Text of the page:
|A decade of the World Register of Marine Species – General insights and experiences from the Data Management Team: Where are we, what have we learned and how can we continue?|Vandepitte, L.; Vanhoorne, B.; Decock, W.; Vranken, S.; Lanssens, T.; Dekeyzer, S.; Verfaille, K.; Horton, T.; Kroh, A.; Hernandez, F.; Mees, J. (2018). A decade of the World Register of Marine Species – General insights and experiences from the Data Management Team: Where are we, what have we learned and how can we continue? PLoS One 13(4): e0194599. https://doi.org/10.1371/journal.pone.0194599
In: PLoS One. Public Library of Science: San Francisco. ISSN 1932-6203; e-ISSN 1932-6203, more
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The World Register of Marine Species (WoRMS) celebrated its 10th anniversary in 2017. WoRMS is a unique database: there is no comparable global database for marine species, which is driven by a large, global expert community, is supported by a Data Management Team and can rely on a permanent host institute, dedicated to keeping WoRMS online. Over the past ten years, the content of WoRMS has grown steadily, and the system currently contains more than 242,000 accepted marine species. WoRMS has not yet reached completeness: approximately 2,000 newly described species per year are added, and editors also enter the remaining missing older names–both accepted and unaccepted–an effort amounting to approximately 20,000 taxon name additions per year. WoRMS is used extensively, through different channels, indicating that it is recognized as a high-quality database on marine species information. It is updated on a daily basis by its Editorial Board, which currently consists of 490 taxonomic and thematic experts located around the world. Owing to its unique qualities, WoRMS has become a partner in many large-scale initiatives including OBIS, LifeWatch and the Catalogue of Life, where it is recognized as a high-quality and reliable source of information for marine taxonomy.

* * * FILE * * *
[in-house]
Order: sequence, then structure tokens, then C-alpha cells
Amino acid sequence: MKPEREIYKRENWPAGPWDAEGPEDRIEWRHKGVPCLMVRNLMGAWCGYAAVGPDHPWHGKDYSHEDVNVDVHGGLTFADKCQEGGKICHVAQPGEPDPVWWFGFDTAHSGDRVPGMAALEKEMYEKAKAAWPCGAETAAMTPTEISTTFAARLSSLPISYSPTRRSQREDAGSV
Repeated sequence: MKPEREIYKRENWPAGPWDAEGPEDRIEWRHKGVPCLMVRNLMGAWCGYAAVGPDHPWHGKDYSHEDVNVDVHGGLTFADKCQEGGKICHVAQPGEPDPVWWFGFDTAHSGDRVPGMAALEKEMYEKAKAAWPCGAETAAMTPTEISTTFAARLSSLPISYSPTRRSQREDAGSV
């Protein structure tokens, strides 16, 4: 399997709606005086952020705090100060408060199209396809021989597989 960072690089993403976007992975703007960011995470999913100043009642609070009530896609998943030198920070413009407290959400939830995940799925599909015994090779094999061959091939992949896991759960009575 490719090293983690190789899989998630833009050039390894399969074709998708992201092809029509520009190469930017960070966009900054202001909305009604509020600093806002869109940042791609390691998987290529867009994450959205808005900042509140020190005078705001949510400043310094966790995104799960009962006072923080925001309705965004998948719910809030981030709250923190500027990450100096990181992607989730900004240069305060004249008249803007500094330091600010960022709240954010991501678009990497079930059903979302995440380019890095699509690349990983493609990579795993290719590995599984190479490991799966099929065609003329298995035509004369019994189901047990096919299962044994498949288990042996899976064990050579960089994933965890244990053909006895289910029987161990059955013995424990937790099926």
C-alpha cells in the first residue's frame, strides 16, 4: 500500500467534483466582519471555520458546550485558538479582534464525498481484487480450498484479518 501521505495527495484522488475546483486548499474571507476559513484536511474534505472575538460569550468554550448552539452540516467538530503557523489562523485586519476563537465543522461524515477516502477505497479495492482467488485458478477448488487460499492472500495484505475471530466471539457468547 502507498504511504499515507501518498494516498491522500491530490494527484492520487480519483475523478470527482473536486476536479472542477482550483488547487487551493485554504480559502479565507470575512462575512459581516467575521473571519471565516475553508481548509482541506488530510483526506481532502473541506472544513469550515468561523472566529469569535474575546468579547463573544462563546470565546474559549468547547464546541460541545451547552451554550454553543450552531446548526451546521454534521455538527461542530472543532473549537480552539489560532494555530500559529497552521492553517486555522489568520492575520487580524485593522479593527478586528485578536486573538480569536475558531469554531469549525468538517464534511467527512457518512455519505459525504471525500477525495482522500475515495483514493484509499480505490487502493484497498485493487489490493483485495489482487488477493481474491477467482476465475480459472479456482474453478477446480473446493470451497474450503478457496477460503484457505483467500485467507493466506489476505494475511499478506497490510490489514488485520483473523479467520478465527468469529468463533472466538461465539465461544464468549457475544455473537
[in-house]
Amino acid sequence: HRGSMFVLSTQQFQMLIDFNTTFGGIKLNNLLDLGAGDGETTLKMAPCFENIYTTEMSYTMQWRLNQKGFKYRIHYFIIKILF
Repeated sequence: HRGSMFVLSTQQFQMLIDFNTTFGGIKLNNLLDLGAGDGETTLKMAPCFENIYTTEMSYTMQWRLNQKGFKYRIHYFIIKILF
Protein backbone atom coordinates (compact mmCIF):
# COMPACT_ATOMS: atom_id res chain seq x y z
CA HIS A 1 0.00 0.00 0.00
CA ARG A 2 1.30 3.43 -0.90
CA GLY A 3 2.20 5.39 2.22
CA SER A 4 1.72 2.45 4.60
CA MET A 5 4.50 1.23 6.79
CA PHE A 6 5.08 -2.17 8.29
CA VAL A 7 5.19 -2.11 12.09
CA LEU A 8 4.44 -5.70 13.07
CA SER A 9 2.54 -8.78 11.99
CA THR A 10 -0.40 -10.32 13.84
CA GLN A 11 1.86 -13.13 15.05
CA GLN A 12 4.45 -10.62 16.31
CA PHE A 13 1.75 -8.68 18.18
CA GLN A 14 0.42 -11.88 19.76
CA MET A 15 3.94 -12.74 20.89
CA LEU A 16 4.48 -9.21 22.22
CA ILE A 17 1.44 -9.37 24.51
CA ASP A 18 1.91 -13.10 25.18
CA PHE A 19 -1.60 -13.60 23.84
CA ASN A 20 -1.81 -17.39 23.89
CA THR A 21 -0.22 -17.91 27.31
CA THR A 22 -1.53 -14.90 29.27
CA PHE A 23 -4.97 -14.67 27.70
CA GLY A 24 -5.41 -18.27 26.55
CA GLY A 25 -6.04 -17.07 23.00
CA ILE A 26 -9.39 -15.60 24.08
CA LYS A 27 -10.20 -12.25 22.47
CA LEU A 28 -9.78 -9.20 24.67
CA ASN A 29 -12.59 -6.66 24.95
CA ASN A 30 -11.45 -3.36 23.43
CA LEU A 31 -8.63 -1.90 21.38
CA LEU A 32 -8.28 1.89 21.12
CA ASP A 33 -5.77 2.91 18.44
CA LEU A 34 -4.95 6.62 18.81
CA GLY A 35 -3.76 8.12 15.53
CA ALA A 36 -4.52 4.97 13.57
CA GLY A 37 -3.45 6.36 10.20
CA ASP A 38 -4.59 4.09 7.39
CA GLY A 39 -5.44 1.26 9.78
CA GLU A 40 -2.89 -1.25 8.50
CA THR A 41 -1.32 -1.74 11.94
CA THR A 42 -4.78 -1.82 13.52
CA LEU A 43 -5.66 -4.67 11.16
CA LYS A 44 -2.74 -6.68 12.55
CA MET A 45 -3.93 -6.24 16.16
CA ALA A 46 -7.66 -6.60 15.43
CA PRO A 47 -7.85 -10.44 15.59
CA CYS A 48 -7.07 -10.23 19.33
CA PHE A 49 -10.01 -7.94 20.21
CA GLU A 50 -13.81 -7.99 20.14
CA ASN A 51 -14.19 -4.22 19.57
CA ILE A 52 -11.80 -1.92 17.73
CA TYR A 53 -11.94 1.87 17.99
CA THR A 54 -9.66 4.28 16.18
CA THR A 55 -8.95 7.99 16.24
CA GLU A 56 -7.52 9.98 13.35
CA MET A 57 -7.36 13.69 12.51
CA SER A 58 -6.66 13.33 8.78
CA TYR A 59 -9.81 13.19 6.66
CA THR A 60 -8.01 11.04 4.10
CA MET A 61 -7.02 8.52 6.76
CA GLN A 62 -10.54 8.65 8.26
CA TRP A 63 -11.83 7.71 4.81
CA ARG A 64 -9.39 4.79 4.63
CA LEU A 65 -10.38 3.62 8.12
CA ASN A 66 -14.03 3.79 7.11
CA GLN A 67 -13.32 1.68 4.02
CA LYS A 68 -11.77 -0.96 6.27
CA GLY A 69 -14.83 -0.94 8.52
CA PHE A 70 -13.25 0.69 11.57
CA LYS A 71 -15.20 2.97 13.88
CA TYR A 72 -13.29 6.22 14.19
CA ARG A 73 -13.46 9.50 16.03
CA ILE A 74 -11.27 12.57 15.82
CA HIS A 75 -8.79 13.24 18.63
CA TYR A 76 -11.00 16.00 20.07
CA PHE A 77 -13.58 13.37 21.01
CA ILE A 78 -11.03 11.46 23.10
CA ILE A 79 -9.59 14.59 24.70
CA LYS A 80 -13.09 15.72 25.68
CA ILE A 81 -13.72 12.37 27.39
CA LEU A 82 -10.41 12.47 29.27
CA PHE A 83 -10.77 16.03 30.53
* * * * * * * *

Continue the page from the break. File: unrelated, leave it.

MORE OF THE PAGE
- WoRMS: World Register of Marine Species, more